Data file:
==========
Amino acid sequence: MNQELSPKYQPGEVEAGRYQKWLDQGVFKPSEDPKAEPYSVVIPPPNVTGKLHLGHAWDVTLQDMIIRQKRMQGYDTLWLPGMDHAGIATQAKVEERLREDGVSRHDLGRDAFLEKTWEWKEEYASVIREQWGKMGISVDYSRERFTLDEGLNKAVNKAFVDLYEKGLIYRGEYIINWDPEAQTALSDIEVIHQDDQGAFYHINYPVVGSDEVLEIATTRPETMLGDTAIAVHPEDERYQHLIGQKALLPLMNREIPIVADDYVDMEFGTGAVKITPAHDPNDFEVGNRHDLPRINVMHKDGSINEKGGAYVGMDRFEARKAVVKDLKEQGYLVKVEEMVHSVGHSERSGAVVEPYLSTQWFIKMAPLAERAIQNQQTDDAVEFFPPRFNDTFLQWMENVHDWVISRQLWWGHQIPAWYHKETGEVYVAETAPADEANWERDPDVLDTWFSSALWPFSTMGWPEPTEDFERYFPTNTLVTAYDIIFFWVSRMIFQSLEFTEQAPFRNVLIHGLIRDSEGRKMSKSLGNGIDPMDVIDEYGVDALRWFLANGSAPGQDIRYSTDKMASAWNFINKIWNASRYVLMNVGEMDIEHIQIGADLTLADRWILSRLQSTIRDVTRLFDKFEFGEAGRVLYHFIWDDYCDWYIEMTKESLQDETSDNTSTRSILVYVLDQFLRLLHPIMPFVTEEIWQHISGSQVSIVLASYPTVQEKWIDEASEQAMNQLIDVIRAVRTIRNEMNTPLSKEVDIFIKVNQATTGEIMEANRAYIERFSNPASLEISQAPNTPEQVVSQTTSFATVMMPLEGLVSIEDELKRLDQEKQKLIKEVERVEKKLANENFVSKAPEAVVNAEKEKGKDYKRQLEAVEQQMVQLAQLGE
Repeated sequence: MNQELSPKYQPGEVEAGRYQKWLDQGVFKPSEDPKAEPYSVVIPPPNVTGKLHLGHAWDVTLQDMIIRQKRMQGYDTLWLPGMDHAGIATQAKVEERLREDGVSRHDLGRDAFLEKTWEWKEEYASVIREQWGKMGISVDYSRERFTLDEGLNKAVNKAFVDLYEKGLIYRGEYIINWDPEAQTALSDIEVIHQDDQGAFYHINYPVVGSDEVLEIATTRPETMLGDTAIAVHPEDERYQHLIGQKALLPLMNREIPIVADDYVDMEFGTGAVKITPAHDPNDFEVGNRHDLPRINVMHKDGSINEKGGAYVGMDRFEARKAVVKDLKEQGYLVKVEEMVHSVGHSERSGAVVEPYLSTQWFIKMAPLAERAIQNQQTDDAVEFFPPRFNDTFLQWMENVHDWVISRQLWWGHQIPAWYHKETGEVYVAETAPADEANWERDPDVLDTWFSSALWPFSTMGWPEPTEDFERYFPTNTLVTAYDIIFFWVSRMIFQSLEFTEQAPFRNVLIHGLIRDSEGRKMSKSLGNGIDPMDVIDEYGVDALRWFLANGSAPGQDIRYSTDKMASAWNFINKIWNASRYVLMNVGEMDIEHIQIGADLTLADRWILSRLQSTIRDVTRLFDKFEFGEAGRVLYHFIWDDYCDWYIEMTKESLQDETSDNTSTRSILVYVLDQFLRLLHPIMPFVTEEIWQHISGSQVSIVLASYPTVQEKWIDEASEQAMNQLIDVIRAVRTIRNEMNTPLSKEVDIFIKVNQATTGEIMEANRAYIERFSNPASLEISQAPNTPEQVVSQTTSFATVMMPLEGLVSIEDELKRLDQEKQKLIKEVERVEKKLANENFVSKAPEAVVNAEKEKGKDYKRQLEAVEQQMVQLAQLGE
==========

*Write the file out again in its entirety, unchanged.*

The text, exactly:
Amino acid sequence: MNQELSPKYQPGEVEAGRYQKWLDQGVFKPSEDPKAEPYSVVIPPPNVTGKLHLGHAWDVTLQDMIIRQKRMQGYDTLWLPGMDHAGIATQAKVEERLREDGVSRHDLGRDAFLEKTWEWKEEYASVIREQWGKMGISVDYSRERFTLDEGLNKAVNKAFVDLYEKGLIYRGEYIINWDPEAQTALSDIEVIHQDDQGAFYHINYPVVGSDEVLEIATTRPETMLGDTAIAVHPEDERYQHLIGQKALLPLMNREIPIVADDYVDMEFGTGAVKITPAHDPNDFEVGNRHDLPRINVMHKDGSINEKGGAYVGMDRFEARKAVVKDLKEQGYLVKVEEMVHSVGHSERSGAVVEPYLSTQWFIKMAPLAERAIQNQQTDDAVEFFPPRFNDTFLQWMENVHDWVISRQLWWGHQIPAWYHKETGEVYVAETAPADEANWERDPDVLDTWFSSALWPFSTMGWPEPTEDFERYFPTNTLVTAYDIIFFWVSRMIFQSLEFTEQAPFRNVLIHGLIRDSEGRKMSKSLGNGIDPMDVIDEYGVDALRWFLANGSAPGQDIRYSTDKMASAWNFINKIWNASRYVLMNVGEMDIEHIQIGADLTLADRWILSRLQSTIRDVTRLFDKFEFGEAGRVLYHFIWDDYCDWYIEMTKESLQDETSDNTSTRSILVYVLDQFLRLLHPIMPFVTEEIWQHISGSQVSIVLASYPTVQEKWIDEASEQAMNQLIDVIRAVRTIRNEMNTPLSKEVDIFIKVNQATTGEIMEANRAYIERFSNPASLEISQAPNTPEQVVSQTTSFATVMMPLEGLVSIEDELKRLDQEKQKLIKEVERVEKKLANENFVSKAPEAVVNAEKEKGKDYKRQLEAVEQQMVQLAQLGE
Repeated sequence: MNQELSPKYQPGEVEAGRYQKWLDQGVFKPSEDPKAEPYSVVIPPPNVTGKLHLGHAWDVTLQDMIIRQKRMQGYDTLWLPGMDHAGIATQAKVEERLREDGVSRHDLGRDAFLEKTWEWKEEYASVIREQWGKMGISVDYSRERFTLDEGLNKAVNKAFVDLYEKGLIYRGEYIINWDPEAQTALSDIEVIHQDDQGAFYHINYPVVGSDEVLEIATTRPETMLGDTAIAVHPEDERYQHLIGQKALLPLMNREIPIVADDYVDMEFGTGAVKITPAHDPNDFEVGNRHDLPRINVMHKDGSINEKGGAYVGMDRFEARKAVVKDLKEQGYLVKVEEMVHSVGHSERSGAVVEPYLSTQWFIKMAPLAERAIQNQQTDDAVEFFPPRFNDTFLQWMENVHDWVISRQLWWGHQIPAWYHKETGEVYVAETAPADEANWERDPDVLDTWFSSALWPFSTMGWPEPTEDFERYFPTNTLVTAYDIIFFWVSRMIFQSLEFTEQAPFRNVLIHGLIRDSEGRKMSKSLGNGIDPMDVIDEYGVDALRWFLANGSAPGQDIRYSTDKMASAWNFINKIWNASRYVLMNVGEMDIEHIQIGADLTLADRWILSRLQSTIRDVTRLFDKFEFGEAGRVLYHFIWDDYCDWYIEMTKESLQDETSDNTSTRSILVYVLDQFLRLLHPIMPFVTEEIWQHISGSQVSIVLASYPTVQEKWIDEASEQAMNQLIDVIRAVRTIRNEMNTPLSKEVDIFIKVNQATTGEIMEANRAYIERFSNPASLEISQAPNTPEQVVSQTTSFATVMMPLEGLVSIEDELKRLDQEKQKLIKEVERVEKKLANENFVSKAPEAVVNAEKEKGKDYKRQLEAVEQQMVQLAQLGE